The dominant narrative of attraction that we have generally grown up with is that who we are interested in romantically is who we are interested in sexually; both things are usually conflated. And it’s true that the two do often align – but not always, and maybe not even as much as we think. There’s a growing awareness that our experiences of desire and attraction are much more complex and nuanced than we give them credit for. Sexual orientation is one thing; romantic orientation is another. And they don’t always happen simultaneously.
Asexuality and Aromanticism
Let’s look first at the Asexual and Aromantic communities. Those who identify as Asexual do not feel sexual attraction towards any gender (or, if they are Gray-A, they might experience it very rarely.) However, not feeling attracted sexually to others does not necessarily mean that members of the Asexual community do not experience romantic desire, that they don’t feel romantic feelings, or wish to pursue a relationship on their own terms and within their parameters.
On the other hand, an Aromantic individual (distinct from the Asexual community) does not identify as feeling a romantic attraction to others. They might feel sexual attraction to any and all genders, or they might also be Asexual too.
Asexuality and Aromanticism have many expressions and shades; it’s not as simple as feeling no sexual desire at all or no romantic desire at all. Most humans under this umbrella fall somewhere on a spectrum. And a vast amount of us fall elsewhere.
What are our options?
In a nutshell: everything. Beyond Asexuality and Aromanticism, there is a whole range of ways to experience your sexual and romantic orientation. They might align all the time; they might align sometimes; they might not align at all. They might fluctuate depending on the person, depending on the situation, depending on where you are in your own life and how you are feeling in a specific moment.
In our recent deep dive into heteroflexibility, something that cropped up again and again was the concept of being open to sexual attraction with someone of a different gender, but not feeling a romantic connection; an understanding and acceptance that there can be desire on one level, but not on another. Someone might also see themselves as bisexual demi-homoromantic, for example (aka attracted to men and women but only romantically attracted to those of the same gender, and only after a close emotional bond has been formed.) Or someone could be panromantic heterosexual (experiencing romantic desire for all genders, but only sexual desire for those of the opposite gender.) Or maybe gray-pansexual heteromantic (rarely experiencing sexual desire but can experience it for any gender, while only feeling romantic feelings for someone of the opposite gender.) You get the idea.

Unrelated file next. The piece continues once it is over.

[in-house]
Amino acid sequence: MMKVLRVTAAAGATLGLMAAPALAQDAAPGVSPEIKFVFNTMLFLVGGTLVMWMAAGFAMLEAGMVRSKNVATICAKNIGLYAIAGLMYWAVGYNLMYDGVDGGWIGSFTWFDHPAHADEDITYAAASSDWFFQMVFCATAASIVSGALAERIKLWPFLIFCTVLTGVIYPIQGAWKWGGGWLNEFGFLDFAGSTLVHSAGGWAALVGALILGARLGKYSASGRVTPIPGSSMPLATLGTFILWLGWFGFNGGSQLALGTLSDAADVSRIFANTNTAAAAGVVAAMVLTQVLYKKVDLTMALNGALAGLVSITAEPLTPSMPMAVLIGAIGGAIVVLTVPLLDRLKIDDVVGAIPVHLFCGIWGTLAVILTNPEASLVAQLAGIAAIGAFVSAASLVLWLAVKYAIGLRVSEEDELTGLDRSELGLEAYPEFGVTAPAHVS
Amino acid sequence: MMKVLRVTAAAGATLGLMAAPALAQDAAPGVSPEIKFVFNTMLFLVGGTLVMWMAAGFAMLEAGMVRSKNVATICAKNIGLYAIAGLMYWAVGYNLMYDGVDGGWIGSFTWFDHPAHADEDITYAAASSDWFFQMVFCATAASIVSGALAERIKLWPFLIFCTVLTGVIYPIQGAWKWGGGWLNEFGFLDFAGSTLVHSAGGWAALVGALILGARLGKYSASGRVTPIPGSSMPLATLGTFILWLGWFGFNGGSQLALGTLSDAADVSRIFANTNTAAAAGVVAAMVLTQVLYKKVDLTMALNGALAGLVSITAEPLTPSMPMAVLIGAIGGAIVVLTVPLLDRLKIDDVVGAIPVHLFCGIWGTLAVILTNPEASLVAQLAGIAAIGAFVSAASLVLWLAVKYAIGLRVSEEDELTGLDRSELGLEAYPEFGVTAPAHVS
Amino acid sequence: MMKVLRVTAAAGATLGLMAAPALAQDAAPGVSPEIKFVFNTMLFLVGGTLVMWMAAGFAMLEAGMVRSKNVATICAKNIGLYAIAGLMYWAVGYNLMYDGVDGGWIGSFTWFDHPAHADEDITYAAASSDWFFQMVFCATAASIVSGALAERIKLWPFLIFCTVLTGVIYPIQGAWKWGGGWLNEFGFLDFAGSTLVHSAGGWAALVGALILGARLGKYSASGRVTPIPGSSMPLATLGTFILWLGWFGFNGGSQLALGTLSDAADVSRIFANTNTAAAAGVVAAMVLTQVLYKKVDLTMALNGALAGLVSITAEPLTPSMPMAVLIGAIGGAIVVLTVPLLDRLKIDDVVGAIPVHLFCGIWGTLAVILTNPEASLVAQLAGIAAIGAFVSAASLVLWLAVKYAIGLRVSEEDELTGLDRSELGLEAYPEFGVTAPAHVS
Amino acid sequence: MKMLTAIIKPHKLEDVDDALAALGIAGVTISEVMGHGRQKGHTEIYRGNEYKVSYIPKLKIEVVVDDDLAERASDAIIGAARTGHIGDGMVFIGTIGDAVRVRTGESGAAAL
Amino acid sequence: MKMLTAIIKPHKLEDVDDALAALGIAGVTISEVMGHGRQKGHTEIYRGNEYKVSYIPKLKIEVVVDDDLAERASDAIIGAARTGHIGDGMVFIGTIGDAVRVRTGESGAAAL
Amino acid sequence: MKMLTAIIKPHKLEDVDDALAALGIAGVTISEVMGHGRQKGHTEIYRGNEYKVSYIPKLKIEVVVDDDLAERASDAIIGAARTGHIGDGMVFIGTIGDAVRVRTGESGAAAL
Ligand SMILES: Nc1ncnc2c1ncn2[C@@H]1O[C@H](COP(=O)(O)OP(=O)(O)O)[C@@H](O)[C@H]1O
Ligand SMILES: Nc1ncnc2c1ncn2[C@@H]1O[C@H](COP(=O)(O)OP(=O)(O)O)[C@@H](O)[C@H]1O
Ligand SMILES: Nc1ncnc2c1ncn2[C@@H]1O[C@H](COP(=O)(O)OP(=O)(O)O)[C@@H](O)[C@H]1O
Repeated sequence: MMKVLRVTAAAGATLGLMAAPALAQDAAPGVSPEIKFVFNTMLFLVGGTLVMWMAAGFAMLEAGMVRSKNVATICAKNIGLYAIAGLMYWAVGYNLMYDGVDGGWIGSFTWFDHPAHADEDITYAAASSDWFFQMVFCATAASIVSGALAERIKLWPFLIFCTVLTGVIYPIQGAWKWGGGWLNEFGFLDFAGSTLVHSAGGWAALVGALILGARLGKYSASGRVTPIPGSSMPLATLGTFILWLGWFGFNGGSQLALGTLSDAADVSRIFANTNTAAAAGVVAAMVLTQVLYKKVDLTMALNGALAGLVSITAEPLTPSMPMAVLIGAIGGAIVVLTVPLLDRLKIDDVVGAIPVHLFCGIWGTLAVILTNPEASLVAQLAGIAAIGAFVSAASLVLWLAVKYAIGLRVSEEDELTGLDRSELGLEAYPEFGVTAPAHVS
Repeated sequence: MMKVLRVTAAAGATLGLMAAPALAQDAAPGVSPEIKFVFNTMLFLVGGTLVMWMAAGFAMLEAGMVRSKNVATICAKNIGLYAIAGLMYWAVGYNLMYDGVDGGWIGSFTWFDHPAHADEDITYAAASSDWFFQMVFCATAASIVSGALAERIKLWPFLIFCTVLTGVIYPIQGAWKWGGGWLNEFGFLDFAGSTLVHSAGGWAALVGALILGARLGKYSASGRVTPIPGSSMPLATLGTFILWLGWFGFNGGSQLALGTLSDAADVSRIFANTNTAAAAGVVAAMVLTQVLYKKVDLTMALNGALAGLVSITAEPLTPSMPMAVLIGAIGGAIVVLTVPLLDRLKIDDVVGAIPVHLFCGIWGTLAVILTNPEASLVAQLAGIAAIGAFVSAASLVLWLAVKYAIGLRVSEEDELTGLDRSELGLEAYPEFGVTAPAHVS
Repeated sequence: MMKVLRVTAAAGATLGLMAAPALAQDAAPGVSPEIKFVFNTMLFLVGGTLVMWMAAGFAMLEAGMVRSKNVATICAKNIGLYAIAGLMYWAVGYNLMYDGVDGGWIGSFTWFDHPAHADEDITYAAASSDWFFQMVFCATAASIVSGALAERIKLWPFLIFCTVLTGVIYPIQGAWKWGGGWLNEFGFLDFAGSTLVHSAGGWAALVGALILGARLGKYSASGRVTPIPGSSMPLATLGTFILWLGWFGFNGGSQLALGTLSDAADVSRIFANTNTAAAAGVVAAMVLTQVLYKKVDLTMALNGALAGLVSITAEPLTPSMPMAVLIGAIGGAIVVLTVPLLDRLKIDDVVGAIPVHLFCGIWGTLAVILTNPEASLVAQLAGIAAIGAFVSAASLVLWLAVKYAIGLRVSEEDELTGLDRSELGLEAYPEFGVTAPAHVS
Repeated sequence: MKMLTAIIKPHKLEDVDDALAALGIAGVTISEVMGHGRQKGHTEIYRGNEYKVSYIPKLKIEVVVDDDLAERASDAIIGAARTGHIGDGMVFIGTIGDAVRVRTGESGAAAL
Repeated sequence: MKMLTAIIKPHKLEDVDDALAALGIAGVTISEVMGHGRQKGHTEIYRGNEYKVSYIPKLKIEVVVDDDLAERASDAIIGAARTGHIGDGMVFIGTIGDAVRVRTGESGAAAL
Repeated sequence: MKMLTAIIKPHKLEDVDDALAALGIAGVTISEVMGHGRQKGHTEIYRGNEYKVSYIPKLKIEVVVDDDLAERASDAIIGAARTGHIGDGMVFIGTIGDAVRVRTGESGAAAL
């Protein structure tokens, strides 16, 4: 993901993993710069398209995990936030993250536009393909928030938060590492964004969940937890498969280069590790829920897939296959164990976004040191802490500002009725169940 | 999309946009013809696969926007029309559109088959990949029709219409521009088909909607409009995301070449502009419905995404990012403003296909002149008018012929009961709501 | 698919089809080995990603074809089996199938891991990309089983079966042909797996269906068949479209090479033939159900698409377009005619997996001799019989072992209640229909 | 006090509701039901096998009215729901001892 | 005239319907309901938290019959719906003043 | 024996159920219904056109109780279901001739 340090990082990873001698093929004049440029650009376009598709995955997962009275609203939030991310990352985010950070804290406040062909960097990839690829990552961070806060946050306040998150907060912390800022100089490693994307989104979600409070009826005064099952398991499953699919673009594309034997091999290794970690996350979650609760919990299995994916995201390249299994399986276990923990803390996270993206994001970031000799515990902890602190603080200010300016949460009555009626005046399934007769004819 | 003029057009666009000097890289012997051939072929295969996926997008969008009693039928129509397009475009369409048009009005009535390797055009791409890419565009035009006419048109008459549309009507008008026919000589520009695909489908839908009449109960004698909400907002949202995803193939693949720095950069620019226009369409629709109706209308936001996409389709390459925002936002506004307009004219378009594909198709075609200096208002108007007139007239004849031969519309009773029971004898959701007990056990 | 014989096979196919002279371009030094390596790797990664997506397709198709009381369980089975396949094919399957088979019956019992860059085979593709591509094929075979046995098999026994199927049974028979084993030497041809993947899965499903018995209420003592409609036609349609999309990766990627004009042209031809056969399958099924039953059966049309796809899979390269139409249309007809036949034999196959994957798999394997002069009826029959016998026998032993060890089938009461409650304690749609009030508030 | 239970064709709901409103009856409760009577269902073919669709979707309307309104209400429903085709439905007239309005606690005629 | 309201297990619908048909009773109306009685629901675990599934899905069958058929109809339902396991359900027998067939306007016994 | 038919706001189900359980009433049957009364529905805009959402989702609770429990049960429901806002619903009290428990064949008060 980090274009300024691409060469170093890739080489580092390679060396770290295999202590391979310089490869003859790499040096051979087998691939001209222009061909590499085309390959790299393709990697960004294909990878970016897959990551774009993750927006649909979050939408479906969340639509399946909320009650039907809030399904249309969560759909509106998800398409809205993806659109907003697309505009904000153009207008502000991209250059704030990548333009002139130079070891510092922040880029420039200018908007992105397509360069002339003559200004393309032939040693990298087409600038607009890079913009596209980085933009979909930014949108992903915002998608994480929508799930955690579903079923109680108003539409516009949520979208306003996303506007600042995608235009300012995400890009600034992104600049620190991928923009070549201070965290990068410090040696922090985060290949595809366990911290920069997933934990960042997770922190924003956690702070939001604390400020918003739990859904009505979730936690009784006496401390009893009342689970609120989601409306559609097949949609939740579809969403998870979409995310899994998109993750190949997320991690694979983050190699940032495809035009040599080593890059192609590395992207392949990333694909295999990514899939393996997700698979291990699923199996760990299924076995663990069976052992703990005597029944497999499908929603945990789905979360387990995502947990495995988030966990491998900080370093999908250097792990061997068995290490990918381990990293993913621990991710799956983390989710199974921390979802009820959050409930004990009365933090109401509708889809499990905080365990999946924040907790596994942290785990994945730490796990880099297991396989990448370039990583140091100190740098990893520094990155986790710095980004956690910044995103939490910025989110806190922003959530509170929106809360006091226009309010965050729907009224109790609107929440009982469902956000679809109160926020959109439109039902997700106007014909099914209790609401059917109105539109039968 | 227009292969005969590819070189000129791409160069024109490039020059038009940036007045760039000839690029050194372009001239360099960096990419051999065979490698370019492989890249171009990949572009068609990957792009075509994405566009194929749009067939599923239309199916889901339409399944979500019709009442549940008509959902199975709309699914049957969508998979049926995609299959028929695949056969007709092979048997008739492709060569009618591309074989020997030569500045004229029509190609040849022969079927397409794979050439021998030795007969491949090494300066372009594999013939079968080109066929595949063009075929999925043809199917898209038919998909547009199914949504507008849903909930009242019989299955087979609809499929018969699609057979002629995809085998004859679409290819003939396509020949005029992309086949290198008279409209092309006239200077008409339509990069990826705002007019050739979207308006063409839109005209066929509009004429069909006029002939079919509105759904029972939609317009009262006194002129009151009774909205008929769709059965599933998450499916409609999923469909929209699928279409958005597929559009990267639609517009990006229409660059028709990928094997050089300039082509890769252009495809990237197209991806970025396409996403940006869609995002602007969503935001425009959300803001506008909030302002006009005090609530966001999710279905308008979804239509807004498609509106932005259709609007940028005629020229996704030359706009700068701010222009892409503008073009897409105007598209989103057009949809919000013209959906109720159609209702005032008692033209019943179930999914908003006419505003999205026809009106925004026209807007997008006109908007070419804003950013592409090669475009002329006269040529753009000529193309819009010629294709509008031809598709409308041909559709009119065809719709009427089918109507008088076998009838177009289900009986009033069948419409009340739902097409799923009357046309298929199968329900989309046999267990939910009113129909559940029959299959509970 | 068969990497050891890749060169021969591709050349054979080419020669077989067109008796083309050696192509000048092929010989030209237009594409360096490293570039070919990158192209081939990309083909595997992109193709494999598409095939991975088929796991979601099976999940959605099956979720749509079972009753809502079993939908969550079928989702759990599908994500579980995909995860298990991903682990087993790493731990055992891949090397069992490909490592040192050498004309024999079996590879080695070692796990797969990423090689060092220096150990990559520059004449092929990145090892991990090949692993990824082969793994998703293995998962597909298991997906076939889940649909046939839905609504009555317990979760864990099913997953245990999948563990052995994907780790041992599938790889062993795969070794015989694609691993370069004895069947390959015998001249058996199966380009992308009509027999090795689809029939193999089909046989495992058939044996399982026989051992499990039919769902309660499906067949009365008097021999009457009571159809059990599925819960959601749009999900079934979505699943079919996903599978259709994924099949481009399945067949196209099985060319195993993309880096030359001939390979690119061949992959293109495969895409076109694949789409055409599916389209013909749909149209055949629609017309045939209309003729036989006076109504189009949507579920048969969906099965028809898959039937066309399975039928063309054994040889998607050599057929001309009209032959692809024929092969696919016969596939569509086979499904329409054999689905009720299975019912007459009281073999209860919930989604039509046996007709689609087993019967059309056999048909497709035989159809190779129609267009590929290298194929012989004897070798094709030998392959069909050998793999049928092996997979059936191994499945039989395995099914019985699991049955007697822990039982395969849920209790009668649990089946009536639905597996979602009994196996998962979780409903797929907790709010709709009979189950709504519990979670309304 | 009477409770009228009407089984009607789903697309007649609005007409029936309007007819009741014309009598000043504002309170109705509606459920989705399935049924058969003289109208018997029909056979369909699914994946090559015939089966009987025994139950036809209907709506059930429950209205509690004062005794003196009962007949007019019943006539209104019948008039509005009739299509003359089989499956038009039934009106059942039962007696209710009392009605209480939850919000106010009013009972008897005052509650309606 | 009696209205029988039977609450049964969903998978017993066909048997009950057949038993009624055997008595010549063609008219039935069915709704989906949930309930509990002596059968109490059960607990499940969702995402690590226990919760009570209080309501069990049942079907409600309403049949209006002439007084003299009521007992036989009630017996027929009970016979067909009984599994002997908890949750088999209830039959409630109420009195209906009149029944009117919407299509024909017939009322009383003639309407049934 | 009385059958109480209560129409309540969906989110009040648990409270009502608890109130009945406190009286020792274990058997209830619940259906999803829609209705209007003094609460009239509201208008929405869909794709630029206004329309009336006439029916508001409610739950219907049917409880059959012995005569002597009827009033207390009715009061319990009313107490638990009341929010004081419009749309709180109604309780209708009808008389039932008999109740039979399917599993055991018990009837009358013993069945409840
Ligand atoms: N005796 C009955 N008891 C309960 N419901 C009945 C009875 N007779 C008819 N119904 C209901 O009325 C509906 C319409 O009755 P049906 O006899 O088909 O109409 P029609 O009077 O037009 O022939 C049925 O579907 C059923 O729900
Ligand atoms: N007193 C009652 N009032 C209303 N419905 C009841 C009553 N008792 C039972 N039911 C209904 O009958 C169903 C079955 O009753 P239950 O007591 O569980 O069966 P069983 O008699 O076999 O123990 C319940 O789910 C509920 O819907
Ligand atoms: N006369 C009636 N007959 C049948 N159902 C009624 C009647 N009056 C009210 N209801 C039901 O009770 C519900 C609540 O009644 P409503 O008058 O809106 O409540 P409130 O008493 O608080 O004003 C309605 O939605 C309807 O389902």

What do we even talk about when we talk about desire?
Who we desire and why we desire them is based on a dizzying constellation of factors that we can go through our whole life without thinking about. Politically, biologically, socially, situationally, experiences of all kinds of desire are deeply complicated and personal. Does romance mean red roses and sexuality mean the urge to lick someone on the side of the face? Can it be the other way round? Why is it possible that we can feel an overwhelming physical attraction to someone we despise, and that we can want to lovingly hold someone forever while never, ever wanting to take things physically further than that? And how do twisty, even negative, feelings of desire feed into our own subjective experiences of how we feel about others and about ourselves?
Beyond sex and romance
Perhaps even the division of romantic orientation and sexual orientation is too binary. The concept of the Queerplatonic relationship is gaining in popularity as people find connection outside of traditional relationship structures and experiences – a relationship which bends the line between romantic and non-romantic. Closer than what we think of as ‘traditional’ friendship, yet not fitting into the proscribed rituals and ideals of a romantic relationship, Queerplatonic relationships can be a way for us to rethink what intimacy means for us, and who we give and receive intimacy to and from. Platonic intimacy, after all, can be no less transformative and fulfilling than what we’re conditioned to traditionally expect from our romantic and sexual connections.
Just as the idea instilled in us that one person can meet all our needs is gradually being questioned by more people, the possibilities of openness, flexibility, and nuance in terms of how we experience a whole range of desires and intimacy deserves attention too. Conditioned as we are to believe in one kind of relationship and a static experience of desire, this new perspective might feel overwhelming at first – but learning about desire and thinking deeply about not just who we desire, but how we desire, is an opportunity to learn more about ourselves and each other.